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25-10-2011 | General practice | Article

Maternal exposure to acetaminophen, particulate matter increases childhood eczema risk


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MedWire News: Acetaminophen use by pregnant women does not increase childhood eczema risk on its own, but is a significant risk factor when combined with exposure to fine particulate pollution in the air, suggest study results.

"A potential role of paracetamol (acetaminophen…) in the pathogenesis of eczema has been suggested by many studies linking prenatal or postnatal use of this drug to asthma and other allergic disorders," say Wieslaw Jedrychowski (Jagiellonian University Medical College, Krakow, Poland) and colleagues.

However, the degree of fetotoxicity from acetaminophen is likely to depend on the "efficiency of detoxication by glutathione conjugation, which may be reduced at fetal exposure to ambient hazards inducing oxidative stress responses," they explain.

To investigate this further, Jedrychowski and team assessed the effects of acetaminophen use during pregnancy on infantile eczema risk, both alone and in combination with significant exposure to fine particulate matter (PM2.5) in the air, as PM2.5 is a "potent inducer" of oxidative stress.

In total, 322 women living in the inner city in Krakow were recruited to take part in the study between January 2001 and February 2004. All the women gave birth to term babies and were followed-up for 5 years with their children.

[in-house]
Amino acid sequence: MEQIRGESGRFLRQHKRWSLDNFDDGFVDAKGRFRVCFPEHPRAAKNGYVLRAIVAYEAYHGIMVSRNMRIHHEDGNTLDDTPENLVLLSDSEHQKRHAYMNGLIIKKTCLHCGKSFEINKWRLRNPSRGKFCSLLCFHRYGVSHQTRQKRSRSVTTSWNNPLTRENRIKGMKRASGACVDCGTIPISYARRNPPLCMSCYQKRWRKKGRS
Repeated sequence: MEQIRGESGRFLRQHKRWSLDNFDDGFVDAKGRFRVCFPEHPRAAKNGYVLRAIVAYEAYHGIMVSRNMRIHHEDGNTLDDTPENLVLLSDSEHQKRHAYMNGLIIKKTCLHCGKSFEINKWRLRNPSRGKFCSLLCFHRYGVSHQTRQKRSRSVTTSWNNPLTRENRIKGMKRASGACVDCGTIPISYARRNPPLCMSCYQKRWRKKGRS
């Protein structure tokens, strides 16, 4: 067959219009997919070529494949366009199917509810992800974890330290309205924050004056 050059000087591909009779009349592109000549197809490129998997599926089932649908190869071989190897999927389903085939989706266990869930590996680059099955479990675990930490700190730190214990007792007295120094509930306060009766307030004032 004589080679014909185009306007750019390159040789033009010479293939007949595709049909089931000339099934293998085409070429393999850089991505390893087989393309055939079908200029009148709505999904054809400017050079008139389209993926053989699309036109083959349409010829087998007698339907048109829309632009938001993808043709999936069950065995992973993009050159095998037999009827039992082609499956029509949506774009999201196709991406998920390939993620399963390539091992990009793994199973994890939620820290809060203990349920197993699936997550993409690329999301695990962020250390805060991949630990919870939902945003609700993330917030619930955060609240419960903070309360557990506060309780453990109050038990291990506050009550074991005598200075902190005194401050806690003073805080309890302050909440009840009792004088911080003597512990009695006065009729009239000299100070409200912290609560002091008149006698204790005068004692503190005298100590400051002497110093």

Acetaminophen use in pregnancy was assessed by interview and PM2.5 exposure over 48 hours was assessed in women during their second trimester of pregnancy.

After birth, the women were interviewed about their child's health every 3 months for 2 years and every 6 months thereafter.

As reported in the journal Science of the Total Environment, the researchers found that maternal exposure to acetaminophen in pregnancy alone or exposure to high amounts of PM2.5 (above 53 µg/m3) alone did not significantly increase the risk for infantile eczema.

But, when combined, the researchers found that prenatal acetaminophen exposure plus high PM2.5 exposure increased the risk for infantile eczema a significant six-fold.

"The findings of our study suggest that paracetamol use by mothers in pregnancy is not an independent risk factor for allergy outcomes such as eczema in children, however, even very small doses of paracetamol taken in pregnancy may contribute to the occurrence of eczema in early childhood if there is prenatal co-exposure to higher airborne fine particulate matter," conclude the researchers.

By Helen Albert

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